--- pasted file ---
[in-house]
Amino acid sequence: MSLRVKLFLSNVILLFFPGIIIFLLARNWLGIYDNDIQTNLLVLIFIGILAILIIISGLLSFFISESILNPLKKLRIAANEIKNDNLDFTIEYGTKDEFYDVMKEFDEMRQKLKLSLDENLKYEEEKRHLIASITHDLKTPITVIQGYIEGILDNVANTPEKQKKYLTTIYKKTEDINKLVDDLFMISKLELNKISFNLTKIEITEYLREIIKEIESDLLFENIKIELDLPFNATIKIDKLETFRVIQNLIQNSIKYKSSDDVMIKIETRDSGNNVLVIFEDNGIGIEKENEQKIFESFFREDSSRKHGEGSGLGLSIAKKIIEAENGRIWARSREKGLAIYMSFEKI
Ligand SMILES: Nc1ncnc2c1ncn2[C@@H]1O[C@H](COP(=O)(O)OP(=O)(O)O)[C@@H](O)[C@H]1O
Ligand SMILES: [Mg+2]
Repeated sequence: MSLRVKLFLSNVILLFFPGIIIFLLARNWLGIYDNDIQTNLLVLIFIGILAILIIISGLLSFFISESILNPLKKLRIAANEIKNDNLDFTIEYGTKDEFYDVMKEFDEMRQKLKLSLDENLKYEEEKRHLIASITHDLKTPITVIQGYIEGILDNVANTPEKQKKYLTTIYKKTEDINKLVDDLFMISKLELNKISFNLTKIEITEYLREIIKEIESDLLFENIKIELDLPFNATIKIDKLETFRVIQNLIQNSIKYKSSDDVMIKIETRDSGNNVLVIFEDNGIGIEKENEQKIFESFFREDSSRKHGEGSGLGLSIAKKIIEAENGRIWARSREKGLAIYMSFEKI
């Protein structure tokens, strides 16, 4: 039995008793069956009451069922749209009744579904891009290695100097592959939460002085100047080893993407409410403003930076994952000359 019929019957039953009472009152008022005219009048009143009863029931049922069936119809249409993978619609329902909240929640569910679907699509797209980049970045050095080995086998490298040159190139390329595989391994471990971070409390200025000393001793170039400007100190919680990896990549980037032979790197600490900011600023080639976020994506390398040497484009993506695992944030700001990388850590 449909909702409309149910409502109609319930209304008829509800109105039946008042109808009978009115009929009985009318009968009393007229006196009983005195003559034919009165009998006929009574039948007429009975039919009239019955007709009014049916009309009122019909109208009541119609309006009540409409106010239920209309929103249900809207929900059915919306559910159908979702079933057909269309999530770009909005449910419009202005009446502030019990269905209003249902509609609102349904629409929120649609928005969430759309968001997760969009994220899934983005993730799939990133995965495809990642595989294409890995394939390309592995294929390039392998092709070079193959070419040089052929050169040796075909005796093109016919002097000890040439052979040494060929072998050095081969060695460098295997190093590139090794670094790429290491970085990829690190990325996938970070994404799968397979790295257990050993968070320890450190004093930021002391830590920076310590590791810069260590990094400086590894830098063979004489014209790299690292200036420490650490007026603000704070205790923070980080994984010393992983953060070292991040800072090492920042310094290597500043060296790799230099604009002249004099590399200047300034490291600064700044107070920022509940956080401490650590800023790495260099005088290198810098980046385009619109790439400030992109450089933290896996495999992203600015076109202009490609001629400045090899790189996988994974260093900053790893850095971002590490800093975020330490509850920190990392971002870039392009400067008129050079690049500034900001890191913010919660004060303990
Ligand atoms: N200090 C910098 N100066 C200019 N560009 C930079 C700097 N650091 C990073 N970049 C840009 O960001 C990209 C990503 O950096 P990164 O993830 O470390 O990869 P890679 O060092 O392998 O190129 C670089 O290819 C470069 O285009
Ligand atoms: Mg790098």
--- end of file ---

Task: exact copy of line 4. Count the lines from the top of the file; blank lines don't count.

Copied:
Ligand SMILES: [Mg+2]